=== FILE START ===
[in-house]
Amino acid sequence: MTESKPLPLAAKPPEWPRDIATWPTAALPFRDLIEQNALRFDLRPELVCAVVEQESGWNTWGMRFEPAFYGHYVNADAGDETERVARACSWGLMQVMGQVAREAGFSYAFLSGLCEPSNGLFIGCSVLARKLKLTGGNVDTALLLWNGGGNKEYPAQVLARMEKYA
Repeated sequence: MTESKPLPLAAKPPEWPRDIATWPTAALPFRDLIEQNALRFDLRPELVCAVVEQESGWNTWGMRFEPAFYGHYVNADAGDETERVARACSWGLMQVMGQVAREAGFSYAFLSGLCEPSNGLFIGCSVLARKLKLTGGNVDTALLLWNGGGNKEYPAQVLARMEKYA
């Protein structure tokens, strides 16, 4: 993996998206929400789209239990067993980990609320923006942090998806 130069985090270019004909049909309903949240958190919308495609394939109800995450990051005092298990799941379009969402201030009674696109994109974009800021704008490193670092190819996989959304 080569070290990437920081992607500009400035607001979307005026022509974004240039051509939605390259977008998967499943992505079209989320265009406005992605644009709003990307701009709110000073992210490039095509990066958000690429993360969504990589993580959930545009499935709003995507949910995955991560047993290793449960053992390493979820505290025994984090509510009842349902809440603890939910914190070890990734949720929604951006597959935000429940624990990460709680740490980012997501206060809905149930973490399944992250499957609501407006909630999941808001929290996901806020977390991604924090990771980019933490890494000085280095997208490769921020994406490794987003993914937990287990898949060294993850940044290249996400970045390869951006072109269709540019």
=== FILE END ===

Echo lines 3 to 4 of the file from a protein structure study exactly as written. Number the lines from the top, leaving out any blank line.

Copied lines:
Repeated sequence: MTESKPLPLAAKPPEWPRDIATWPTAALPFRDLIEQNALRFDLRPELVCAVVEQESGWNTWGMRFEPAFYGHYVNADAGDETERVARACSWGLMQVMGQVAREAGFSYAFLSGLCEPSNGLFIGCSVLARKLKLTGGNVDTALLLWNGGGNKEYPAQVLARMEKYA
């Protein structure tokens, strides 16, 4: 993996998206929400789209239990067993980990609320923006942090998806 130069985090270019004909049909309903949240958190919308495609394939109800995450990051005092298990799941379009969402201030009674696109994109974009800021704008490193670092190819996989959304 080569070290990437920081992607500009400035607001979307005026022509974004240039051509939605390259977008998967499943992505079209989320265009406005992605644009709003990307701009709110000073992210490039095509990066958000690429993360969504990589993580959930545009499935709003995507949910995955991560047993290793449960053992390493979820505290025994984090509510009842349902809440603890939910914190070890990734949720929604951006597959935000429940624990990460709680740490980012997501206060809905149930973490399944992250499957609501407006909630999941808001929290996901806020977390991604924090990771980019933490890494000085280095997208490769921020994406490794987003993914937990287990898949060294993850940044290249996400970045390869951006072109269709540019």